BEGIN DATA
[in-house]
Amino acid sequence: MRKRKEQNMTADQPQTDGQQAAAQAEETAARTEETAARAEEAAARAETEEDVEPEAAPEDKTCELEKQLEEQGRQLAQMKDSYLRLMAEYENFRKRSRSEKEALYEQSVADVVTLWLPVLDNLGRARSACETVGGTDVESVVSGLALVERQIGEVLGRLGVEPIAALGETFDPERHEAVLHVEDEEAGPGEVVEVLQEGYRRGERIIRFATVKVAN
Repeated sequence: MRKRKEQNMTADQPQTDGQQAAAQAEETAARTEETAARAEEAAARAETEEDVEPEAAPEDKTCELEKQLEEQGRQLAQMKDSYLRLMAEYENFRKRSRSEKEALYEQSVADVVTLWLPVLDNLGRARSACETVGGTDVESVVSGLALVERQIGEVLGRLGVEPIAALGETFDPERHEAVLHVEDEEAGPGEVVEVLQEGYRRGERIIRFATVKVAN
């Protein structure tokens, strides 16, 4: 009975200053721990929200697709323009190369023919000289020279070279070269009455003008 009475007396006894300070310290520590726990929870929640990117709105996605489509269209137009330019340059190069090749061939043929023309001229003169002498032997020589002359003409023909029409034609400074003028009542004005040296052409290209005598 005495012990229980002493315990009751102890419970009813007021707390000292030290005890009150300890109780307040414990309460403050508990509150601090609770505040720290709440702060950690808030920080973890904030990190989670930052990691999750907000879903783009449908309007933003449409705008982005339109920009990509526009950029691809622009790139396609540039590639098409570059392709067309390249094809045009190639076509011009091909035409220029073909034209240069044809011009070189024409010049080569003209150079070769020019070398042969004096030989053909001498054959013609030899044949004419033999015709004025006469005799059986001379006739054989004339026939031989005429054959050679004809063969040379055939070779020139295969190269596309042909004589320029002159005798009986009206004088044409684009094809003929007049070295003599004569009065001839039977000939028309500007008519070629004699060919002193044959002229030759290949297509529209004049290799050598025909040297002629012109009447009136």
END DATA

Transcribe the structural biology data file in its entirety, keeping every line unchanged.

[in-house]
Amino acid sequence: MRKRKEQNMTADQPQTDGQQAAAQAEETAARTEETAARAEEAAARAETEEDVEPEAAPEDKTCELEKQLEEQGRQLAQMKDSYLRLMAEYENFRKRSRSEKEALYEQSVADVVTLWLPVLDNLGRARSACETVGGTDVESVVSGLALVERQIGEVLGRLGVEPIAALGETFDPERHEAVLHVEDEEAGPGEVVEVLQEGYRRGERIIRFATVKVAN
Repeated sequence: MRKRKEQNMTADQPQTDGQQAAAQAEETAARTEETAARAEEAAARAETEEDVEPEAAPEDKTCELEKQLEEQGRQLAQMKDSYLRLMAEYENFRKRSRSEKEALYEQSVADVVTLWLPVLDNLGRARSACETVGGTDVESVVSGLALVERQIGEVLGRLGVEPIAALGETFDPERHEAVLHVEDEEAGPGEVVEVLQEGYRRGERIIRFATVKVAN
């Protein structure tokens, strides 16, 4: 009975200053721990929200697709323009190369023919000289020279070279070269009455003008 009475007396006894300070310290520590726990929870929640990117709105996605489509269209137009330019340059190069090749061939043929023309001229003169002498032997020589002359003409023909029409034609400074003028009542004005040296052409290209005598 005495012990229980002493315990009751102890419970009813007021707390000292030290005890009150300890109780307040414990309460403050508990509150601090609770505040720290709440702060950690808030920080973890904030990190989670930052990691999750907000879903783009449908309007933003449409705008982005339109920009990509526009950029691809622009790139396609540039590639098409570059392709067309390249094809045009190639076509011009091909035409220029073909034209240069044809011009070189024409010049080569003209150079070769020019070398042969004096030989053909001498054959013609030899044949004419033999015709004025006469005799059986001379006739054989004339026939031989005429054959050679004809063969040379055939070779020139295969190269596309042909004589320029002159005798009986009206004088044409684009094809003929007049070295003599004569009065001839039977000939028309500007008519070629004699060919002193044959002229030759290949297509529209004049290799050598025909040297002629012109009447009136």